6:2 took them wives. The “taking” of these women most likely refers to fallen angels, or demons, “possessing” their bodies. The word “wives” (Hebrew ishshah) is better translated “women.” There is no necessary intimation of actual marriage involved. By this time in history, anarchism and amorality were so widespread that these demons were easily able to take possession of the bodies of multitudes of ungodly men; these in turn engaged in promiscuous sex with demon-possessed women, with a resulting rapid population growth, Satan perhaps hoping thereby to generate a vast army of human recruits to his rebellion and also to thwart the coming of God’s promised Seed by thus corrupting all flesh.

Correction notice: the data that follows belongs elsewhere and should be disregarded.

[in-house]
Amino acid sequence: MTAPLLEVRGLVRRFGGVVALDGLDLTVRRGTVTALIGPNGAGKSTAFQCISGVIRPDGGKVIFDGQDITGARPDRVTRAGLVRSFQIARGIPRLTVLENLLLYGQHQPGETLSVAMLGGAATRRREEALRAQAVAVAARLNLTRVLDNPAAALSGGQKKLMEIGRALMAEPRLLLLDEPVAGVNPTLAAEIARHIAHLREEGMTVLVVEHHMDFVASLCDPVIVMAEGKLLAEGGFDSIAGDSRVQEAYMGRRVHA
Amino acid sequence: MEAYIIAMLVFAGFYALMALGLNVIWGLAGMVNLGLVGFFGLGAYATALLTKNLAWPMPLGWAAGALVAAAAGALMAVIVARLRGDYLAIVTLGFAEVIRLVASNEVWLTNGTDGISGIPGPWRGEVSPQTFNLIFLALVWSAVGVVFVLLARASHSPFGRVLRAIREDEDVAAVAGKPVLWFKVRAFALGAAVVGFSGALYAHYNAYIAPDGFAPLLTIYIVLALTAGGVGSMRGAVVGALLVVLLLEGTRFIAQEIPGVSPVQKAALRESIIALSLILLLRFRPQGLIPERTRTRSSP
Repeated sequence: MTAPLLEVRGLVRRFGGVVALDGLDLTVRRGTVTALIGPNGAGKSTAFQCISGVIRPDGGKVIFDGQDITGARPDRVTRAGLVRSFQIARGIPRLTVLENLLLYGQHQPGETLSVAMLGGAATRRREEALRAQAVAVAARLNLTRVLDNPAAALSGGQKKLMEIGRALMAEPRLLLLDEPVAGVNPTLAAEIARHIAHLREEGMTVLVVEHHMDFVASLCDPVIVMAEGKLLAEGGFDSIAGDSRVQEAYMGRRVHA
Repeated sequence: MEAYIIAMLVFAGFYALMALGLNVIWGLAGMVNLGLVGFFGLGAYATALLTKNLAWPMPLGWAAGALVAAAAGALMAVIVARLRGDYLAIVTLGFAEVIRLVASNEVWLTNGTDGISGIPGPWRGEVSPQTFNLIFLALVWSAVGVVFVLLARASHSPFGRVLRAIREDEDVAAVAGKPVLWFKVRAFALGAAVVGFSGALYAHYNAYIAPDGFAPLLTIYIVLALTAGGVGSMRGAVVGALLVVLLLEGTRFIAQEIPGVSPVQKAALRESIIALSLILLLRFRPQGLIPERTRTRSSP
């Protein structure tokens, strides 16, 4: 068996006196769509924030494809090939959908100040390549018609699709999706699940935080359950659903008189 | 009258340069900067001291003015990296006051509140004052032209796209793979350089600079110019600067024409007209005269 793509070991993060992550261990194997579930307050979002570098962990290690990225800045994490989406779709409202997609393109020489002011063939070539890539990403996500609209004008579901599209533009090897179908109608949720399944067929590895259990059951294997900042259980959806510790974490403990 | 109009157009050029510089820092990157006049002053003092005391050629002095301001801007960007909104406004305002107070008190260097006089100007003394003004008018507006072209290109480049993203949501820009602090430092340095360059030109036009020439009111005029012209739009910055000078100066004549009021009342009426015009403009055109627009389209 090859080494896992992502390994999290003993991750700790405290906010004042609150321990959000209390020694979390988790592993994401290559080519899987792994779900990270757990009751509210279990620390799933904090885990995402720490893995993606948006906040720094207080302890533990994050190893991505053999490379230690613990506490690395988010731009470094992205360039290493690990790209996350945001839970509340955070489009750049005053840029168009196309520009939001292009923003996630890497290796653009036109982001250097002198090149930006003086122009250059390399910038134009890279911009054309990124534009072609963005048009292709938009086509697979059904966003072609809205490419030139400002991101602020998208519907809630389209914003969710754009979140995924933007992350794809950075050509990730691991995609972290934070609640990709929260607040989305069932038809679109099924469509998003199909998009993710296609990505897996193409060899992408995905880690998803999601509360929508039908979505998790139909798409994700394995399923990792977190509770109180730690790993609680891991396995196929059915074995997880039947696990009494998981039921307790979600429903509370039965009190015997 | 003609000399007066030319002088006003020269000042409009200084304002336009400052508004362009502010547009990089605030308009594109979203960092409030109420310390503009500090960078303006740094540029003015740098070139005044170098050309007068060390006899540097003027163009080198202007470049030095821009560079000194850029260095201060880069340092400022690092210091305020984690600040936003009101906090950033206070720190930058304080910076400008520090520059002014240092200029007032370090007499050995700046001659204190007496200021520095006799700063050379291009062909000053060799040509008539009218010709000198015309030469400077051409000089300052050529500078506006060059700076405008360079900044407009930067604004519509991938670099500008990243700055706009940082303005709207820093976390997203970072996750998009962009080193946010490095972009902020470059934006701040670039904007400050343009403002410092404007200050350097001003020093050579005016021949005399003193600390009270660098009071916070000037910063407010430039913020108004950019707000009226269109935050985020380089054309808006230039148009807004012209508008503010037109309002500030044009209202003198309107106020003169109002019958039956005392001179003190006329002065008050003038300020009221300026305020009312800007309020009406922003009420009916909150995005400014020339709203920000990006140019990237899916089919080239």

6:3 My spirit. One of the ministries of God’s Holy Spirit has always been to convict man’s spirit of “sin, and of righteousness, and of judgment” (John 16:8). Man is also “flesh,” however, and there is perpetual conflict between the flesh and the spirit, even in the life of a believer (Romans 8:5; Galatians 5:16,17). God is long-suffering with respect to man’s rebellion, but only for a time: the hour of His judgment must eventually arrive.
6:3 hundred and twenty years. This prophecy was apparently given, perhaps through Methuselah, just 120 years before the coming Flood. The prophet Enoch had already been translated. Shem, Ham and Japheth had not yet been born and God’s specific commands to Noah (Genesis 5:32; 6:10,13,21) not yet given.